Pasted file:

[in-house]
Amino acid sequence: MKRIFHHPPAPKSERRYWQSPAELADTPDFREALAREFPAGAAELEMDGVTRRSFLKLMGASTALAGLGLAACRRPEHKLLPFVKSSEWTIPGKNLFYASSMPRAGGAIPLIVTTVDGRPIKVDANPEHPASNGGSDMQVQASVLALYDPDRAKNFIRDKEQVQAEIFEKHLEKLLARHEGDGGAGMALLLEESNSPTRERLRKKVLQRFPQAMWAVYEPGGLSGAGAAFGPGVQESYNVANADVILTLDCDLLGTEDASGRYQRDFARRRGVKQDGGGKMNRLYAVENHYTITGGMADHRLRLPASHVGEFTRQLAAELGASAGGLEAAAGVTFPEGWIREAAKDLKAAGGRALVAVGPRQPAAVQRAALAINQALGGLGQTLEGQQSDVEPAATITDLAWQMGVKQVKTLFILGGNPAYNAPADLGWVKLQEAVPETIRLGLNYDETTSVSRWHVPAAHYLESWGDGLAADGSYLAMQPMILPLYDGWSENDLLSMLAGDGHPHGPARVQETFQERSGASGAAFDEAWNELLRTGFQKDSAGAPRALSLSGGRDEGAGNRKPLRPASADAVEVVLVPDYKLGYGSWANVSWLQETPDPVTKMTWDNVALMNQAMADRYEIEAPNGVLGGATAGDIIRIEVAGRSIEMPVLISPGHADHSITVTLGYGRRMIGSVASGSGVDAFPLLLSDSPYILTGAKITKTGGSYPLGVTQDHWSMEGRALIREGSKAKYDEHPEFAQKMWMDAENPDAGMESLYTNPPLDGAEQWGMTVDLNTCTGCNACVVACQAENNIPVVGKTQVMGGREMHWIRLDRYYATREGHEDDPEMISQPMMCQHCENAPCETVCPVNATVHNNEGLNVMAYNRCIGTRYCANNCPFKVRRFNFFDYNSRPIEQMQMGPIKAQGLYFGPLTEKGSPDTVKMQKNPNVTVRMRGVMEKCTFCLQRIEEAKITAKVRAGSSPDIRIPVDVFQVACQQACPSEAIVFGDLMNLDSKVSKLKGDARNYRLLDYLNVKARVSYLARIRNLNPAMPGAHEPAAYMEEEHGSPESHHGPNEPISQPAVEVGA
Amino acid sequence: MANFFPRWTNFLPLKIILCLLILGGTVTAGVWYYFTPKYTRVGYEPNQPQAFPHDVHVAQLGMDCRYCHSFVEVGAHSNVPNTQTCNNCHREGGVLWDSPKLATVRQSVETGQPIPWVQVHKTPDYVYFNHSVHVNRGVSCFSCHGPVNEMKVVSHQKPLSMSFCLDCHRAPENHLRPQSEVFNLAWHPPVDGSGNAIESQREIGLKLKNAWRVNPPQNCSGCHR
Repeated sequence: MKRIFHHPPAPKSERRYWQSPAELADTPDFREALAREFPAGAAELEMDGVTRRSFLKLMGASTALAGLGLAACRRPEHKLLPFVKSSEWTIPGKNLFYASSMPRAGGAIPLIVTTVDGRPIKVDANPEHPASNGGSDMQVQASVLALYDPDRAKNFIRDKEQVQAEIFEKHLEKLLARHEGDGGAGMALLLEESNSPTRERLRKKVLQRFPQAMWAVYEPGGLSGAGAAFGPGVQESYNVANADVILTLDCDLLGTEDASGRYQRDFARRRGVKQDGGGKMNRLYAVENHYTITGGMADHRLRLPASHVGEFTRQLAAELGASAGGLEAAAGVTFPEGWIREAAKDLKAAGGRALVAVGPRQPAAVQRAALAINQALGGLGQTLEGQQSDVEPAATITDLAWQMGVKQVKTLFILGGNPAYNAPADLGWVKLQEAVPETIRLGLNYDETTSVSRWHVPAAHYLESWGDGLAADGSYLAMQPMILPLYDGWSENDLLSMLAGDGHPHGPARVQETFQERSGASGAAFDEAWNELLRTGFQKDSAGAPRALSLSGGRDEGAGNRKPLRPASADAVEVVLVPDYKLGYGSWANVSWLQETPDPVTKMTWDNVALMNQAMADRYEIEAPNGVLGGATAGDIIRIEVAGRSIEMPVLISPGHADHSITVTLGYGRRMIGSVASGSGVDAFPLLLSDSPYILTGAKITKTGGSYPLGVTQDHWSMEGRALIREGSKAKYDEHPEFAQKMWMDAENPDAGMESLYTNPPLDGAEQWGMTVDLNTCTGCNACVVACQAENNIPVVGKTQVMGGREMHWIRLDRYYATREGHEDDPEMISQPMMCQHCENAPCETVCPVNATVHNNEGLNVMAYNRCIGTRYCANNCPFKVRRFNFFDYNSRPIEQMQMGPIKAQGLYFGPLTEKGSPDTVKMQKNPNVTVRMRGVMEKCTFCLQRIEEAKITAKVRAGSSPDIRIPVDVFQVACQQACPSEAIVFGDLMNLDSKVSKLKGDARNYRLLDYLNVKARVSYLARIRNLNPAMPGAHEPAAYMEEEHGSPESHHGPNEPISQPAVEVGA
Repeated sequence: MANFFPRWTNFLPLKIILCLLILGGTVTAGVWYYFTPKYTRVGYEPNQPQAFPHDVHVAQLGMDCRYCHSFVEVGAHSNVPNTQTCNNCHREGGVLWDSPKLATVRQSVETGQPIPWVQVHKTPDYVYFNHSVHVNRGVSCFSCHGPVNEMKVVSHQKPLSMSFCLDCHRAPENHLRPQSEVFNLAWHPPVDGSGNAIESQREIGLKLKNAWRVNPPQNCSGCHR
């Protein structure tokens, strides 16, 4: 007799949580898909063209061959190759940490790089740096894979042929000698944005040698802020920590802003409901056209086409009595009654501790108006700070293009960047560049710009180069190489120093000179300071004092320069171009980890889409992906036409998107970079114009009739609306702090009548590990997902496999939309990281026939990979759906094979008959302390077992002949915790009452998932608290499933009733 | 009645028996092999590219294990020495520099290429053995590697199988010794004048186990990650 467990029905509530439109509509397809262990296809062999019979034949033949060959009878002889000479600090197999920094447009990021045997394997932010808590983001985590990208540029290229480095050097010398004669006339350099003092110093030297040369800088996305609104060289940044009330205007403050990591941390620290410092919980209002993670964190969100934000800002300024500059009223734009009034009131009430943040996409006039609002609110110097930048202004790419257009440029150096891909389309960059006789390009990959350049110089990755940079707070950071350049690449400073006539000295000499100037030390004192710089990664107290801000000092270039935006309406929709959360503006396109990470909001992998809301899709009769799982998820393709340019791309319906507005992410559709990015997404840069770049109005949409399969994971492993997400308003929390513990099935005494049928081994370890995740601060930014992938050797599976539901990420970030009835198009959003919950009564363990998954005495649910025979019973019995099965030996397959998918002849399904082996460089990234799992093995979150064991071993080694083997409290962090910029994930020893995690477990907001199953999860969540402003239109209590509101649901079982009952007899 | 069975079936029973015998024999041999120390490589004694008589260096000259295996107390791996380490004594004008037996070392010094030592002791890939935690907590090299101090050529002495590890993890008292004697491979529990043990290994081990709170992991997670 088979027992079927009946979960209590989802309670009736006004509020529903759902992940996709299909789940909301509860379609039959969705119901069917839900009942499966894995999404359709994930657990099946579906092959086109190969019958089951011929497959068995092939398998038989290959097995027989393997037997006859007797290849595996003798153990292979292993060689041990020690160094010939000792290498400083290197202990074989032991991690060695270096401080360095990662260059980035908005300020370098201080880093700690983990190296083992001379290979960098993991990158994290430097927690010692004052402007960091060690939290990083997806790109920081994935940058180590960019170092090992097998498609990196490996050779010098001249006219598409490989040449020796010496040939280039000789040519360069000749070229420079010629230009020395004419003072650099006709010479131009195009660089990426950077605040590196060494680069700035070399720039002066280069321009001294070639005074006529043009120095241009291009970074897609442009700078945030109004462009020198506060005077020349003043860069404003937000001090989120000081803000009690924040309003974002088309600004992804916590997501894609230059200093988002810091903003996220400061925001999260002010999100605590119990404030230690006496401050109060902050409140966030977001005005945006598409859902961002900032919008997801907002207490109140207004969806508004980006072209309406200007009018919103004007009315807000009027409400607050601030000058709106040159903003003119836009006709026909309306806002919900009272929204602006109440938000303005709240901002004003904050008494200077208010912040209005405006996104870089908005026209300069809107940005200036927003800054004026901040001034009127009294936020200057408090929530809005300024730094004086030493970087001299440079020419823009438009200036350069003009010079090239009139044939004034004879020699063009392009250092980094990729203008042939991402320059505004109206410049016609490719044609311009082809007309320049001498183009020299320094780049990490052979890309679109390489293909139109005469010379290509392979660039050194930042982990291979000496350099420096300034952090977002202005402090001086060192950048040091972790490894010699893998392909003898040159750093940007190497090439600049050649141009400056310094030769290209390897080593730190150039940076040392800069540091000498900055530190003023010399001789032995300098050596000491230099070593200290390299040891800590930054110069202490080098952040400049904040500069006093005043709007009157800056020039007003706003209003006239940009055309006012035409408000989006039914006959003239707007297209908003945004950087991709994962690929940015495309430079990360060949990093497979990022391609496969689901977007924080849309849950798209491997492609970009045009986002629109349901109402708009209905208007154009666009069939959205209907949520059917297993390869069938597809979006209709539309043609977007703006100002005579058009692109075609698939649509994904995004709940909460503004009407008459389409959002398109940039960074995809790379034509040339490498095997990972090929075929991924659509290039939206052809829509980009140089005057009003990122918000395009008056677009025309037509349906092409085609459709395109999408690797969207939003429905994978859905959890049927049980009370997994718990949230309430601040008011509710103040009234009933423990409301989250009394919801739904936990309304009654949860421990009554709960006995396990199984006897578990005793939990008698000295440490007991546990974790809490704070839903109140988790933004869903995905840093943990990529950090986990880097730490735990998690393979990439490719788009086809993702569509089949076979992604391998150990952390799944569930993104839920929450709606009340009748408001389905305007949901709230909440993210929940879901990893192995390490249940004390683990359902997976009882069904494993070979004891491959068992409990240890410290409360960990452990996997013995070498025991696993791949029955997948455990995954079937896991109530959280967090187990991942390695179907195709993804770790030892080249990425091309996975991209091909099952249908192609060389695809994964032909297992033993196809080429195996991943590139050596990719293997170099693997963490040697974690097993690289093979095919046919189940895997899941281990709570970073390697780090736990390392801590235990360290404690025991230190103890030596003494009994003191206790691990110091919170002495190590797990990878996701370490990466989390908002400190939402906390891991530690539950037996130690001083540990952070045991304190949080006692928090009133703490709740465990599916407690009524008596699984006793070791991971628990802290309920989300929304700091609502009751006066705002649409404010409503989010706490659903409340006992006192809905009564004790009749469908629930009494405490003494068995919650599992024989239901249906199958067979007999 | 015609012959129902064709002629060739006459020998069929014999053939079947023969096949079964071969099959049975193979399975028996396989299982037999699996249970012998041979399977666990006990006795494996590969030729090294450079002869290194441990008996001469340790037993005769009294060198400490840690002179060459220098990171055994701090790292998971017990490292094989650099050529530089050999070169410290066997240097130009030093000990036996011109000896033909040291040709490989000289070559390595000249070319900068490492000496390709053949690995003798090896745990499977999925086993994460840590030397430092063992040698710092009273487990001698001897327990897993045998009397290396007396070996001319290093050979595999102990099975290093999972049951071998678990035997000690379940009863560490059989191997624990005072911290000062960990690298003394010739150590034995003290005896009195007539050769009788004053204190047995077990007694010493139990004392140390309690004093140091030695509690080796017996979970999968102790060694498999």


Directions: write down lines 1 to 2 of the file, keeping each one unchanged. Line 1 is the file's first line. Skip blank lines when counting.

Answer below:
[in-house]
Amino acid sequence: MKRIFHHPPAPKSERRYWQSPAELADTPDFREALAREFPAGAAELEMDGVTRRSFLKLMGASTALAGLGLAACRRPEHKLLPFVKSSEWTIPGKNLFYASSMPRAGGAIPLIVTTVDGRPIKVDANPEHPASNGGSDMQVQASVLALYDPDRAKNFIRDKEQVQAEIFEKHLEKLLARHEGDGGAGMALLLEESNSPTRERLRKKVLQRFPQAMWAVYEPGGLSGAGAAFGPGVQESYNVANADVILTLDCDLLGTEDASGRYQRDFARRRGVKQDGGGKMNRLYAVENHYTITGGMADHRLRLPASHVGEFTRQLAAELGASAGGLEAAAGVTFPEGWIREAAKDLKAAGGRALVAVGPRQPAAVQRAALAINQALGGLGQTLEGQQSDVEPAATITDLAWQMGVKQVKTLFILGGNPAYNAPADLGWVKLQEAVPETIRLGLNYDETTSVSRWHVPAAHYLESWGDGLAADGSYLAMQPMILPLYDGWSENDLLSMLAGDGHPHGPARVQETFQERSGASGAAFDEAWNELLRTGFQKDSAGAPRALSLSGGRDEGAGNRKPLRPASADAVEVVLVPDYKLGYGSWANVSWLQETPDPVTKMTWDNVALMNQAMADRYEIEAPNGVLGGATAGDIIRIEVAGRSIEMPVLISPGHADHSITVTLGYGRRMIGSVASGSGVDAFPLLLSDSPYILTGAKITKTGGSYPLGVTQDHWSMEGRALIREGSKAKYDEHPEFAQKMWMDAENPDAGMESLYTNPPLDGAEQWGMTVDLNTCTGCNACVVACQAENNIPVVGKTQVMGGREMHWIRLDRYYATREGHEDDPEMISQPMMCQHCENAPCETVCPVNATVHNNEGLNVMAYNRCIGTRYCANNCPFKVRRFNFFDYNSRPIEQMQMGPIKAQGLYFGPLTEKGSPDTVKMQKNPNVTVRMRGVMEKCTFCLQRIEEAKITAKVRAGSSPDIRIPVDVFQVACQQACPSEAIVFGDLMNLDSKVSKLKGDARNYRLLDYLNVKARVSYLARIRNLNPAMPGAHEPAAYMEEEHGSPESHHGPNEPISQPAVEVGA